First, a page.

Board of Control for Cricket in India’s President Anurag Thakur on Monday filed the affidavit that the Supreme Court had directed him to submit. In his affidavit, Thakur denied the allegations that he has asked the International Cricket Council for a letter against the Lodha panel recommendations.

Thakur said he had only pointed it out to the ICC Chairman Shashank Manohar that he, as the BCCI chief, had said that the panel suggestion to appoint the nominee of Comptroller and Auditor General on apex council amounted to governmental interference. “Therefore requested him that being the ICC Chairman can a letter be issued, he said. However, Manohar told him that the matter was still undecided and pending before the court when he had made the statement.

On the same day, Amicus Curiae Gopal Subramaniam asked the Supreme Court to appoint an administrator or direct the Lodha panel to do so. The senior lawyer also sought civil and criminal contempt charges against BCCI officials for disobedience of the apex court order. The court reserved its order in the case after the BCCI said it needed more time to implement the panel recommendations.

On October 15, the BCCI had decided to oppose some of the reforms suggested by the court-appointed Justice RM Lodha committee, saying they were impractical. The key issues over which the Lodha committee and the BCCI are at loggerheads are the one-vote per state norm, another for one person per post, the age cap for office-bearers, and the cooling-off period.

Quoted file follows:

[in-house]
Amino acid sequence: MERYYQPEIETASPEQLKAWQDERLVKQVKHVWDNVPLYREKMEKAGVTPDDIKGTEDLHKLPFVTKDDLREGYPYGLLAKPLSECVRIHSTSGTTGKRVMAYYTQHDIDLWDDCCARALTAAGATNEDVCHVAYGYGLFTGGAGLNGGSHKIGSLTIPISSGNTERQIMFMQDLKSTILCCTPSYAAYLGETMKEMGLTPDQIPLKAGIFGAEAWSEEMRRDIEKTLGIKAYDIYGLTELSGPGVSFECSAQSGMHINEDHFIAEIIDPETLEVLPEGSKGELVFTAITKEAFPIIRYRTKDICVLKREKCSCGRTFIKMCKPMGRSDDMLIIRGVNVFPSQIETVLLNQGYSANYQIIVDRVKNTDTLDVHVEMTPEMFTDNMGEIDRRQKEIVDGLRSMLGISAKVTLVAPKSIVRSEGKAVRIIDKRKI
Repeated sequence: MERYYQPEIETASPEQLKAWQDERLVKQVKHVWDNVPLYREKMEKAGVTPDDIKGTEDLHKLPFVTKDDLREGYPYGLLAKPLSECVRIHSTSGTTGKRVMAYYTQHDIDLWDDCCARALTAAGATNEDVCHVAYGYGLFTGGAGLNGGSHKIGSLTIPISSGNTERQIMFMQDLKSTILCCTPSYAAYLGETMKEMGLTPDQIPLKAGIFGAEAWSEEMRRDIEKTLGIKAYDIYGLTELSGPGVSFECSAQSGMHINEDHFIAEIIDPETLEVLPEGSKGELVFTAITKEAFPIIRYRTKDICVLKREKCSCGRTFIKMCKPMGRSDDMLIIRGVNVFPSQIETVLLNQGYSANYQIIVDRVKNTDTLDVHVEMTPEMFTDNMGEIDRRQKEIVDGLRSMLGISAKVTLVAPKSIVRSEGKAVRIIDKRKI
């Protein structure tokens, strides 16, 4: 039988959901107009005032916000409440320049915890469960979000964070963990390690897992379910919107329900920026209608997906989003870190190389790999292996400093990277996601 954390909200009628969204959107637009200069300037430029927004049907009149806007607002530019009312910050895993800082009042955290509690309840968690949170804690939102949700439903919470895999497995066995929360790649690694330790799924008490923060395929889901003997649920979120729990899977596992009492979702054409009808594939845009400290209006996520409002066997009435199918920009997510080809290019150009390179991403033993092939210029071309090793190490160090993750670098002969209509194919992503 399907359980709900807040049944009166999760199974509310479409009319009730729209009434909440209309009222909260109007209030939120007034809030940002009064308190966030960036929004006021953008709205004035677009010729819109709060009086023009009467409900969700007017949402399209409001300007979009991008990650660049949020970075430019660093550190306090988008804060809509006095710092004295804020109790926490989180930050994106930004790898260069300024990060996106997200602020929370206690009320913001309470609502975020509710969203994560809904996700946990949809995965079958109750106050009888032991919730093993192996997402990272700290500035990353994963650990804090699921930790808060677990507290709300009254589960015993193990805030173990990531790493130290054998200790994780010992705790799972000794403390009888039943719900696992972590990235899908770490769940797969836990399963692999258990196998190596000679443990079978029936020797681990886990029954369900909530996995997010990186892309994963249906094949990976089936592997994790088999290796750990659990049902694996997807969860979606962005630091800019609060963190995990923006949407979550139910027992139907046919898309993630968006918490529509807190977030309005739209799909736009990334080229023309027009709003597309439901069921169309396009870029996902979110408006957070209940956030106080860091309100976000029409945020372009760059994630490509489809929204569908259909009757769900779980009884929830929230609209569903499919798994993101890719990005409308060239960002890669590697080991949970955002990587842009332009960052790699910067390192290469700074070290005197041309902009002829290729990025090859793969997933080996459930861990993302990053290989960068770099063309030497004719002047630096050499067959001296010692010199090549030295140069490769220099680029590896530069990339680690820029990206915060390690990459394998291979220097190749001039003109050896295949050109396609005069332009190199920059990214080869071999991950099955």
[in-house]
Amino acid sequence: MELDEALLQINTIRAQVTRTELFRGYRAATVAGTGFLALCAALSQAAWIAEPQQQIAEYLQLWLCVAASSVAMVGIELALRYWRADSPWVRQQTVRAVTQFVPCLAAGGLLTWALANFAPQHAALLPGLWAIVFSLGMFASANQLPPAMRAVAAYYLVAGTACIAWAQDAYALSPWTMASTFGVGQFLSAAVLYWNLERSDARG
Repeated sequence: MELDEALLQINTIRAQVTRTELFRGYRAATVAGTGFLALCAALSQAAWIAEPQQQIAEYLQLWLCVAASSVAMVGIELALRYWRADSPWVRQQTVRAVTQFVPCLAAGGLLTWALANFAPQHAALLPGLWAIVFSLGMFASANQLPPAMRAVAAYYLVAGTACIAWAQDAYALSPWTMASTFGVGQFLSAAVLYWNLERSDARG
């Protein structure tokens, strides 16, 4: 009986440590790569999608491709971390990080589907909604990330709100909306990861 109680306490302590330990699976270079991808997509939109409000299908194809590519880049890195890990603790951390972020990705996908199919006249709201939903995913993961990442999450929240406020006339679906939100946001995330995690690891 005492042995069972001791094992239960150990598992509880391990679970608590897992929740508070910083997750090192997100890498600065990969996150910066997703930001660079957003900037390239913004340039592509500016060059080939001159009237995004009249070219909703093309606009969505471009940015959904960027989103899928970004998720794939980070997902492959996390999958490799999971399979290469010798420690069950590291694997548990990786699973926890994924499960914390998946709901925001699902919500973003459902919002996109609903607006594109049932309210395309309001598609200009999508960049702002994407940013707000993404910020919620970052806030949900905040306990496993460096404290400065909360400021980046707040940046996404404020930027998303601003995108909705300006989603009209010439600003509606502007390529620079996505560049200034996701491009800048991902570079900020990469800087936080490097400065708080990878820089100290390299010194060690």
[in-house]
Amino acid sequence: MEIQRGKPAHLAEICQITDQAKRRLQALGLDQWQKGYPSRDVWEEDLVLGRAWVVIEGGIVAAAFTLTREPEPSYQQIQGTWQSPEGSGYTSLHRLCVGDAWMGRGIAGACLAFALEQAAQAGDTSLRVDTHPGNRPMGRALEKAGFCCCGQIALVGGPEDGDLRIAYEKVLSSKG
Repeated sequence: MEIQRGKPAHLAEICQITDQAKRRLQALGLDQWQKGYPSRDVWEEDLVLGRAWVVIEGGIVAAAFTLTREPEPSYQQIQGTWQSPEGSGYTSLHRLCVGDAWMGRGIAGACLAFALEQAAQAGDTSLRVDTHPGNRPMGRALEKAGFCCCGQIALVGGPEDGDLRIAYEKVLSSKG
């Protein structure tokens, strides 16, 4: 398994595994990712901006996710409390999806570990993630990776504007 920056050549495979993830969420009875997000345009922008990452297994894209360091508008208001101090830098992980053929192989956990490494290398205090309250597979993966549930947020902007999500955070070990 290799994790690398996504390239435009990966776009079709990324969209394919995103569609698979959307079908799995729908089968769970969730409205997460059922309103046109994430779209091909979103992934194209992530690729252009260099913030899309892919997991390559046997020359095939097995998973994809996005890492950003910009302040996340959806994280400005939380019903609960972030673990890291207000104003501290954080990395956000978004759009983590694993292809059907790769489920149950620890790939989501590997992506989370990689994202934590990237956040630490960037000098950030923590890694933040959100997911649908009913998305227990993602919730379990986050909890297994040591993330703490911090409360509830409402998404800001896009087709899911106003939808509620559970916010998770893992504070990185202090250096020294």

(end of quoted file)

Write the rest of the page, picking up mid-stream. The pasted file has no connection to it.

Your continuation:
During its last hearing on October 6, the apex court had told the BCCI to either implement the Lodha recommendations or face consequences. The apex court had also prohibited the board from transferring funds to state associations that didn’t implement the committee’s recommendations.

On September 28, the Lodha panel had filed a status report with the Supreme Court, asking it to sack the board’s top functionaries, including Thakur and Secretary Ajay Shirke, for non-compliance with its orders. The committee had also noted that several emails from them went unacknowledged by the BCCI. The board, however, had filed a response with the top court, refuting allegations of non-compliance with the committee’s recommendations and arguing that it had responded to all the emails.

The Lodha committee was formed after the spot-fixing and betting scandal emerged during the Indian Premier League in 2013.